Efraín Rodríguez
Project Manager Deepwater Field Development
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Improving Mexico’s Research Facility for Deepwater Development

Wed, 01/21/2015 - 23:09

Q: How has IMP bolstered its knowledge of deepwater exploration, planning, and field development since 2008?

A: IMP collaborated with PEMEX in the FEL I and FEL II planning stages of Lakach, during which all the technical and economically feasible production options for the field were identified. During FEL III, PEMEX opted for tie-back to the coast, and IMP has continued participating in the development by supervising the engineering phase of EPC contracts. IMP has also participated with PEMEX E&P in the planning and development of new deepwater fields, where the conditions demand the use of specialized technology. We get involved because the delivery times and costs of these technologies have a direct impact on the initial production dates for these fields and on the investments to be made there.

Q: What are the technological and operational deepwater challenges with which IMP can help future field operators?

A: IMP has the ability to conduct research projects and provide technological services in deepwater. Between 2005 and 2012, we carried out technology assimilation projects with leading technology suppliers, both for subsea and floating systems, as part of the Deepwater Field Exploitation Program. Since 2008, IMP has sought to identify possible synergies in new fields, optimize new infrastructure, give economic viability to projects, and maximize the value of reserves.

Q: What recommendations has IMP made to PEMEX to maximize field value in deepwater operations through technology selection?

A: IMP has been carefully supporting PEMEX in identifying technically and economically feasible options so that it can make the right choices concerning field development. This analysis has been so exhaustive that highly innovative technologies have been considered, such as the option of producing liquefied natural gas on-site through floating liquefied natural gas systems (FLNG). It is important to mention that the world’s first FLNG is still under construction by Shell.

Q: Which criteria are used to evaluate the suitability of FPSOs, TLPs, spars, and semi-submersibles in Mexico’s deepwater fields?

A: So far, the evaluation of different floating systems has been done according to specific technical and economic aspects. The technical criteria include water depth, meteorological and oceanographic conditions, the deck’s ability to host the equipment needed to reach the target production, and the structural and dynamic performance of other floating systems used in similar conditions. Investments and manufacturing times are taken into account, as well as the estimated date of first production, so we can judge when the investment will begin being amortized. As for tie-back to the coast systems, the economic and technical viability of incorporating subsea separation systems as an alternative way of removing liquids and solids prior to transporting hydrocarbons in ducts has already begun. Regardless of the system chosen, domestic manufacturing should be favored in the short term, as this will decrease delivery times and boost national content.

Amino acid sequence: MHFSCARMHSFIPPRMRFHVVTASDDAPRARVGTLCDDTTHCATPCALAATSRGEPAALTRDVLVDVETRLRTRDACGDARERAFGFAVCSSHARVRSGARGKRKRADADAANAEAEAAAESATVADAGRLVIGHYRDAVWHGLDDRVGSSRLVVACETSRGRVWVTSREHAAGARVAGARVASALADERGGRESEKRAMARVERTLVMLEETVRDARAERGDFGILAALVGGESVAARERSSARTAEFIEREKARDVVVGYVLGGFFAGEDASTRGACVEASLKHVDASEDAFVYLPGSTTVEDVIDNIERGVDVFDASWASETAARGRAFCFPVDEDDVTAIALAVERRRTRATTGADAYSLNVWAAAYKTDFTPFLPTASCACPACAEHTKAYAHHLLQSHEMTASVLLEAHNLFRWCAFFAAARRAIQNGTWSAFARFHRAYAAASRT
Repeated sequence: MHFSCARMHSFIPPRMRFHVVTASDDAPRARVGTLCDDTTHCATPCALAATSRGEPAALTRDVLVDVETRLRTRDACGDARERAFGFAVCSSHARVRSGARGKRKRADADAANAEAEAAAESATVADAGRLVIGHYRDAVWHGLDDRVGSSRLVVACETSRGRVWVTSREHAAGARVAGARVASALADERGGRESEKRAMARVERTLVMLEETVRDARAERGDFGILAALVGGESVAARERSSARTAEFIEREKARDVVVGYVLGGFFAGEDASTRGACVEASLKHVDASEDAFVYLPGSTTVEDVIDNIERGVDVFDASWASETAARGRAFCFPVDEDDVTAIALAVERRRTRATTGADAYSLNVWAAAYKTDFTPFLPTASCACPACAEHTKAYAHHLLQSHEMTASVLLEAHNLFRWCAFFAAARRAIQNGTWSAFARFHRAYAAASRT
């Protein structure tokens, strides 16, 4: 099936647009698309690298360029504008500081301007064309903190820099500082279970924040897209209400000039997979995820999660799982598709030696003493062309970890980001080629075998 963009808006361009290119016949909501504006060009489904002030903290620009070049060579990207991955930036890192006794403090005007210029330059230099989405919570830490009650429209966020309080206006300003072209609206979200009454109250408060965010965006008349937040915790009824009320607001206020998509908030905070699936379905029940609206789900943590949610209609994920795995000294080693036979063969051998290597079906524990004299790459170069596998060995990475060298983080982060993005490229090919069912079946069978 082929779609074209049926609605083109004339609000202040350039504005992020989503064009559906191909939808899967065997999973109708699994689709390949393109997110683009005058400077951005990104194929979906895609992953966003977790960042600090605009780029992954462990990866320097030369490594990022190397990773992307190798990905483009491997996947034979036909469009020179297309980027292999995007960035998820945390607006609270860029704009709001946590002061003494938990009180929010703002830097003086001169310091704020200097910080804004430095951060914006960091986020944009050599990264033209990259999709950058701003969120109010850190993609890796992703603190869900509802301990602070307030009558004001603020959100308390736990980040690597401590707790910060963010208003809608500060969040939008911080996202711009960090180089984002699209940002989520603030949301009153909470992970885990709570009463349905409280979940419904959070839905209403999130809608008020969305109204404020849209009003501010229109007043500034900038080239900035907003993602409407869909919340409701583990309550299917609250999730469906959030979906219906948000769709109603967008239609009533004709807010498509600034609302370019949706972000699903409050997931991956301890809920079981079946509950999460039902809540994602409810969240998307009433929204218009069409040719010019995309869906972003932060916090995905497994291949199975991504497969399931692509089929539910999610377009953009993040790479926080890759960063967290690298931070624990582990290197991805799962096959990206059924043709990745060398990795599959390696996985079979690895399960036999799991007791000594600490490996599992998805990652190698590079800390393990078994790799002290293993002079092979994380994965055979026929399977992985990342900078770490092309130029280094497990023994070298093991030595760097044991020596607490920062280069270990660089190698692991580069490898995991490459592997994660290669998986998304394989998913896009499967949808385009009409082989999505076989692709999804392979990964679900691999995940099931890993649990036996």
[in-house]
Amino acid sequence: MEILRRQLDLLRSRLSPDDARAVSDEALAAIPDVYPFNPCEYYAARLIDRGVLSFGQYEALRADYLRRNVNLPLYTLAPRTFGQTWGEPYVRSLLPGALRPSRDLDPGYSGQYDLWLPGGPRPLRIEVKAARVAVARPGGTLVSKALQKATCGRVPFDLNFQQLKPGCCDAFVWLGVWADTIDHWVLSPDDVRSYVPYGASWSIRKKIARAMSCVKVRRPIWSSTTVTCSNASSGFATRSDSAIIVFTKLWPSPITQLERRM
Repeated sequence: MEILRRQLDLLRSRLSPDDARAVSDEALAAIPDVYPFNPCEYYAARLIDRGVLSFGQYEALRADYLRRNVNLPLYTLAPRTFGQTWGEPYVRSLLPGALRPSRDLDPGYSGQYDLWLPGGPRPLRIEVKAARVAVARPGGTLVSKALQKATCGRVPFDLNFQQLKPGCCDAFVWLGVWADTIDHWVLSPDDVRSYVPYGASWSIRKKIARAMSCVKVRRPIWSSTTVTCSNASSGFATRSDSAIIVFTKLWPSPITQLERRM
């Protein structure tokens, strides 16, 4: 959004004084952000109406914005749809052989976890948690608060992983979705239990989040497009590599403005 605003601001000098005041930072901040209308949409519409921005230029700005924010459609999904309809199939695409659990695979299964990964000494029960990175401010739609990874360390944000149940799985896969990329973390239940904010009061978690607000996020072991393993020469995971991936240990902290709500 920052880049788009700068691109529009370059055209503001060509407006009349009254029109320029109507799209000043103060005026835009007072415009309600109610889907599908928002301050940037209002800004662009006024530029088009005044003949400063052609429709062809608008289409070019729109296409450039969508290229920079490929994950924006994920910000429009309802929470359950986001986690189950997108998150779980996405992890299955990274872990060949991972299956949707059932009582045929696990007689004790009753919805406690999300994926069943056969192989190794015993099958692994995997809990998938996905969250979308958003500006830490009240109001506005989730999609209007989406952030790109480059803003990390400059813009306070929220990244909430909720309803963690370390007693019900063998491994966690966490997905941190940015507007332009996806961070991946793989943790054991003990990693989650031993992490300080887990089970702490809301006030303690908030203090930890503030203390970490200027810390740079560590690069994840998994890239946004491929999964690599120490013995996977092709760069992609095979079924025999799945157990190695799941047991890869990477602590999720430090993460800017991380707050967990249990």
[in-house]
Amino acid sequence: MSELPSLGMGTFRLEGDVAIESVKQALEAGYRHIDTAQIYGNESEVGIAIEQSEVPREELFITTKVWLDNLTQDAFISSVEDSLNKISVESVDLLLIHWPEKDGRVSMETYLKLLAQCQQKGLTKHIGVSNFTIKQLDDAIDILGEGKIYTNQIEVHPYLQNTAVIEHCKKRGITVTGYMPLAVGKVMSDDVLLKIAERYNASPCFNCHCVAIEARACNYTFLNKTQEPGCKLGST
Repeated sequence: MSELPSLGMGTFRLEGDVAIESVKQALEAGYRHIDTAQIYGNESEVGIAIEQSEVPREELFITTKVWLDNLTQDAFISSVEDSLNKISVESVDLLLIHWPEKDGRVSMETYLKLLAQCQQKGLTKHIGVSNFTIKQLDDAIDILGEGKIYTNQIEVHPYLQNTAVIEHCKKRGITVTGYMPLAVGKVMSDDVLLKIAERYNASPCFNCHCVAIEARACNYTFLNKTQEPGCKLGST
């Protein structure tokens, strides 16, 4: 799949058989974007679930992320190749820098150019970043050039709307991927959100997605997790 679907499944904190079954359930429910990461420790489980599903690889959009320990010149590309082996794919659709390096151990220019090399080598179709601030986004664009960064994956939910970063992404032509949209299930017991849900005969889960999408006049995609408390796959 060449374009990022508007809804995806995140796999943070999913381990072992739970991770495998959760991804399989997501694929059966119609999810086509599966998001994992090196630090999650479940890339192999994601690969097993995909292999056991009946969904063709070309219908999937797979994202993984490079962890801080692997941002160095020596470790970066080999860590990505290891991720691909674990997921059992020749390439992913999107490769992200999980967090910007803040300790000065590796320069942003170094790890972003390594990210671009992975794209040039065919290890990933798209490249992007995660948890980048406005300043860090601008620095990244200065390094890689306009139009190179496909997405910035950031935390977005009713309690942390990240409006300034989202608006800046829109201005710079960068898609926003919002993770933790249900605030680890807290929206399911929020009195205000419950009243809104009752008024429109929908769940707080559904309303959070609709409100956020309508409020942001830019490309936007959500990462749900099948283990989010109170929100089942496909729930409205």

Q: What deepwater capabilities and in-house expertise make IMP an attractive R&D partner for both PEMEX and the private sector?

A: IMP’s deepwater experience allows it to identify the risks and possible consequences of planned infrastructure for the fields. These skills will continue to be at the service of PEMEX, although we will also examine opportunities to support new operators. Our involvement at the operational stage of Lakach can also be applied in the development of other EPC projects in deepwater. Furthermore, in order to satisfy the requirements of the national industry, IMP is building the Deepwater Technology Center in Veracruz, where research projects will be carried out to solve problems specific to the Mexican oil and gas industry.

Q: Do you anticipate commercializing IMP’s deepwater expertise through products and technologies that are optimal for Mexico’s deepwater environment?

A: IMP’s value to deepwater developments lies more in the development of human resources, its knowledge gained from conducting projects, and its experience in field planning. These skills should ideally be transferred to the right entities to help provide solutions to problems the industry faces. After all, the experience IMP has gathered in deepwater projects is limited when compared to that of large operators.